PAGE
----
(2), Maxakalian (2), isolates Krenak, Ofaye, Karaja, Rikbatsa Minor families: Nadahup (Puinavean) - 7 (incl. Hup), Arauan 6, Nambiquaran 6, Chapacuran 5, Guaykuruan 5, Yanomam 4, Katukinan 2, Yaguan 2 Isolate: Pirah (Pirah debate), Trumai 19 Phonetic and phonology Rare phonemes: bilabial affricate (Shipibo), bilabial trill (Wari, Pirah) voiced linguolabial double flap (tongue tip hits the roof of the mouth then the bottom lip) Pirah Lexical tone: register tone (low, high, none), sometimes limited to the stressed syllable (pitch accent?) Nasal prosody, nasal harmony Guarani nasal harmony n-r-np- I don't beat you ndo-ro-haihu-i I don't love you 20

Noun classes: rich Sex-based gender systems Classifiers Some Bora lgs: several hundred classifiers Humans by sex, animates by sex, shape or unspecified, inanimates by shape, function etc. Shape: flat, round, long etc. Culture based classifications: Wak vines, snakes, fishing lines + large catfish?? large catfish is the namesake of a ceremonial trumpet that is bound with a vine rim and named two-snakes

21 Numeral systems: poor Some 1 and 2 only; many 1 to 3 to 5 Often, etymologically transparent: in Hup, two derives from eyes, three from rubber tree seed. In many four derives from brother, companion Andersen 2005: where numeral systems exist, they are a cultural attainment, that is, they have developed (or been borrowed from other languages) because they were culturally motivated. 22 Tense and number Tense Verbs Number

Nouns How come? 23 Verbal tense: weak Time reference expressed by optional suffixes or clitics Future vs. (optional) non-future Past vs. present reference induced from the type of situation (actional class) probably common to North America Mebengokre (J): ba n I Non.Fut ba n

I Non.Fut ba I ba I ku-by it-grab i-ngryk I-angry I grabbed it I'm angry 24 Tensed nouns Arawak, Carib, Nambiquara, Tupi-Guarani: tensed nominal reference a. che-roga-kue my-house-FORMER my former house (ashes or house) b. che-roga-ra my-house-FUTURE my future house (bricks or standing house)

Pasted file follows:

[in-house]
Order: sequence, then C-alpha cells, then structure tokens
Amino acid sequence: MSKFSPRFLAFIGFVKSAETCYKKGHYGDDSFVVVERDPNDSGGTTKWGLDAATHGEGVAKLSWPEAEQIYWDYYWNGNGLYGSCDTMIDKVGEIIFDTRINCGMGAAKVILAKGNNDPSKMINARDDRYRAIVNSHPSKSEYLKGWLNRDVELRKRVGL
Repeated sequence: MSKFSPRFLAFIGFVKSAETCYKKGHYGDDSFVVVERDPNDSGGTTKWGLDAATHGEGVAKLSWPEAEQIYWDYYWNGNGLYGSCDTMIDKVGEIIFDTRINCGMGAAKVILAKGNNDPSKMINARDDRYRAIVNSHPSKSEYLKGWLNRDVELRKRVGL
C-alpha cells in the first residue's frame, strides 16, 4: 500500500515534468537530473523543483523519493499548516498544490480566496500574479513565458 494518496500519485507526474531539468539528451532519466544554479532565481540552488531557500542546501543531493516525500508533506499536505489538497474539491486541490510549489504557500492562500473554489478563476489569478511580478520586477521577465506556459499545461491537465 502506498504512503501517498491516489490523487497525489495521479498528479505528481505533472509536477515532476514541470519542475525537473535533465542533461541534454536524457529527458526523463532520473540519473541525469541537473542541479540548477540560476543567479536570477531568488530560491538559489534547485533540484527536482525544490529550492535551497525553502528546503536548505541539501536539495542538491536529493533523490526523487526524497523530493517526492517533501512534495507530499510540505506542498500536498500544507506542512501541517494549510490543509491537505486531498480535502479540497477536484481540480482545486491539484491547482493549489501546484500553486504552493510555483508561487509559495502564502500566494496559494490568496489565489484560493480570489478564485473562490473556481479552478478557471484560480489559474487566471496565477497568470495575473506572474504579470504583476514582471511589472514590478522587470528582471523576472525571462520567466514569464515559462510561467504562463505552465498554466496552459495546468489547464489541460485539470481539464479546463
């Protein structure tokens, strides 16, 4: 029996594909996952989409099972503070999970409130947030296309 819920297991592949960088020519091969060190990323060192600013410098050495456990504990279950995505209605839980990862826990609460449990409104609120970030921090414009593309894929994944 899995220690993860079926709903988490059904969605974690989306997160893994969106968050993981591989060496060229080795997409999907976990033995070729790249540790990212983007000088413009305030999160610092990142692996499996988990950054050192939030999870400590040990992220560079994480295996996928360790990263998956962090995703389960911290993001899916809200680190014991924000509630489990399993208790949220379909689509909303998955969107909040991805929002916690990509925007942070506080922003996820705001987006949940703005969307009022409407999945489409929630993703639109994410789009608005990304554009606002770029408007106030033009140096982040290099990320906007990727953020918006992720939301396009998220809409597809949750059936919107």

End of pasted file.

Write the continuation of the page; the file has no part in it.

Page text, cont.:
25 Tensed nouns Not verbal tense cliticized to nouns! Epps: structurally simple noun phrases with markers that encode the evidence surrounding the epistemic status of the entity's existence. Independent of clausal verbal tense: a. o-va-ta che-rga-kue-pe 3-move-FUT 1-house-FORMER-in He will move into my former house. b. a-va-va'ekue hoga-r-pe 1-move-PAST I have moved into his future house. 26

Verbal number Multiple participants (agreement?) or multiple event (iterativity)? Itonama complicate verbal number but lacking nominal number Possibly a trait in common with N. America, esp. Muskogean and Tsimshian, where it is morphologically similar to J 27 Verbal number Mbengokre, alias Kayapo (J): argument number shifts to aspect when the verb changes from dynamic to stative (nominalized) form a. krwj j n mp kr

This parakeet ate the malanga. parakeet this NFUT malanga eat.V.SG b. krwj j n mp ku ate the malangas. parakeet this NFUT malanga eat.V.PL a. krwj j n kute mp krn has eaten (once in his life). parakeet this NFUT 3ERG malanga eat.N.SG b. krwj j n kute mp kur often eats parakeet this NFUT 3ERG malanga eat.N.PL 28 Evidentiality: abundant Nonvisual (heard, but also tasted or felt) Reportative

Visual may be marked but usually unmarked Does quotative count? Inferred Speakers responsibility not only for facticity of the information conveyed but also for the event itself connection to culture: interactive expectations and ethnography of speech 29 Evidentiality: abundant Interaction with grammar and morphology From obligatory to discourse-based Visual may be marked but usually unmarked

From particles to paradimgs of suffixes to fusion with tense, person and number (Tuyuca < East Tukano) 30 Ergative alignment: many Carib, Arawak, Tupi, (Macro) J, Nadahup, Panoan, Zaparo, Yagua, Yanomami, Trumai, Tacana, Guahibo Ergativity: counter-splits: Ergative on pronouns, accusative on NPs Ergative in present (generic / habitual), accusative with past reference 31 Active alignment: Tupi Alias: split intranstive, active-stative, split S, fluid S Especially Tupi-Guarani in common with N. America? A A P P A reason to introduce the fourth slot to Dixonian A/S/P opposition? Need to distinguish between S=A and S=P? 32 Active alignment: Tupi

Guarani (Tupian): Stative (P-prefix) Active (A-prefix) che-yta I can swim a-yta I swim chemonda I'm a thief a-monda I steal che-karu I'm a big eater

a-karu I eat che-kaa I'm a drunkard a-kaa I get drunk che-guata I'm a fast walker a-guata I walk che-kirir a-kirir I stop talking I'm a quiet person

33 Active alignment: Tupi Alias: split intranstive, activestative, split S, fluid S Especially Tupi-Guarani S A P Rather, distinction is based on verbal classification: stative vs. active intransitives Stative may exhibit nominal properties The same intransitive verb may be con-strued with active and stative 34